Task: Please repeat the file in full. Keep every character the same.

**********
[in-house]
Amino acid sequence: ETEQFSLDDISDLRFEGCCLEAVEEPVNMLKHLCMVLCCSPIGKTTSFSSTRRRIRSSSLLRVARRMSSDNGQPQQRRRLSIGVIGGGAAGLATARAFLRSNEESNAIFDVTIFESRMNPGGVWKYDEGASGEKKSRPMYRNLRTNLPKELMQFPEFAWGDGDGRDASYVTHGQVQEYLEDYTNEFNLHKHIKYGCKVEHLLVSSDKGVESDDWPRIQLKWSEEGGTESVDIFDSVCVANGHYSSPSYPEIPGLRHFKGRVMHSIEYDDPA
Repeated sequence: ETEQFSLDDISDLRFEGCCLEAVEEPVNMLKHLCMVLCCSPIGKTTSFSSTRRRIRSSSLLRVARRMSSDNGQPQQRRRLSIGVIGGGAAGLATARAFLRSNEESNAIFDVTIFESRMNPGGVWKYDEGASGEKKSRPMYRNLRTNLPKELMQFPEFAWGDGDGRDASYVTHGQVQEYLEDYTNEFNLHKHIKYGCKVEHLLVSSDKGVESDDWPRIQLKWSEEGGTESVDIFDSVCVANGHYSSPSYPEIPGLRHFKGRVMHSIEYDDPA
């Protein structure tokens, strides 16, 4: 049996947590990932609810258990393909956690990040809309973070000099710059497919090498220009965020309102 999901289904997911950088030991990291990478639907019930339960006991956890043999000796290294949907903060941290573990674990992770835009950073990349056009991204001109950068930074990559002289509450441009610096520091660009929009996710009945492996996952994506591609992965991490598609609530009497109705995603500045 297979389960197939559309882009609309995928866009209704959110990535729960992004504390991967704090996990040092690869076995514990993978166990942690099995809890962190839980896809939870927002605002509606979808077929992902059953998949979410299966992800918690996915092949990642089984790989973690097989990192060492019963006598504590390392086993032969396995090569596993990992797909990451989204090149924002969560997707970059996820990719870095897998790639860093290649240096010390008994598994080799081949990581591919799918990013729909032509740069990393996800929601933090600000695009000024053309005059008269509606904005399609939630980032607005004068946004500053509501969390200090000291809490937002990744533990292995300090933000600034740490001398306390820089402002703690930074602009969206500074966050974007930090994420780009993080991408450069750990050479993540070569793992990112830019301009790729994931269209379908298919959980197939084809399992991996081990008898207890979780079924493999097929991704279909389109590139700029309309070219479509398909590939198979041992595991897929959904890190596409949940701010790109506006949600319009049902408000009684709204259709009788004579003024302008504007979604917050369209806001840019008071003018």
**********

[in-house]
Amino acid sequence: ETEQFSLDDISDLRFEGCCLEAVEEPVNMLKHLCMVLCCSPIGKTTSFSSTRRRIRSSSLLRVARRMSSDNGQPQQRRRLSIGVIGGGAAGLATARAFLRSNEESNAIFDVTIFESRMNPGGVWKYDEGASGEKKSRPMYRNLRTNLPKELMQFPEFAWGDGDGRDASYVTHGQVQEYLEDYTNEFNLHKHIKYGCKVEHLLVSSDKGVESDDWPRIQLKWSEEGGTESVDIFDSVCVANGHYSSPSYPEIPGLRHFKGRVMHSIEYDDPA
Repeated sequence: ETEQFSLDDISDLRFEGCCLEAVEEPVNMLKHLCMVLCCSPIGKTTSFSSTRRRIRSSSLLRVARRMSSDNGQPQQRRRLSIGVIGGGAAGLATARAFLRSNEESNAIFDVTIFESRMNPGGVWKYDEGASGEKKSRPMYRNLRTNLPKELMQFPEFAWGDGDGRDASYVTHGQVQEYLEDYTNEFNLHKHIKYGCKVEHLLVSSDKGVESDDWPRIQLKWSEEGGTESVDIFDSVCVANGHYSSPSYPEIPGLRHFKGRVMHSIEYDDPA
């Protein structure tokens, strides 16, 4: 049996947590990932609810258990393909956690990040809309973070000099710059497919090498220009965020309102 999901289904997911950088030991990291990478639907019930339960006991956890043999000796290294949907903060941290573990674990992770835009950073990349056009991204001109950068930074990559002289509450441009610096520091660009929009996710009945492996996952994506591609992965991490598609609530009497109705995603500045 297979389960197939559309882009609309995928866009209704959110990535729960992004504390991967704090996990040092690869076995514990993978166990942690099995809890962190839980896809939870927002605002509606979808077929992902059953998949979410299966992800918690996915092949990642089984790989973690097989990192060492019963006598504590390392086993032969396995090569596993990992797909990451989204090149924002969560997707970059996820990719870095897998790639860093290649240096010390008994598994080799081949990581591919799918990013729909032509740069990393996800929601933090600000695009000024053309005059008269509606904005399609939630980032607005004068946004500053509501969390200090000291809490937002990744533990292995300090933000600034740490001398306390820089402002703690930074602009969206500074966050974007930090994420780009993080991408450069750990050479993540070569793992990112830019301009790729994931269209379908298919959980197939084809399992991996081990008898207890979780079924493999097929991704279909389109590139700029309309070219479509398909590939198979041992595991897929959904890190596409949940701010790109506006949600319009049902408000009684709204259709009788004579003024302008504007979604917050369209806001840019008071003018």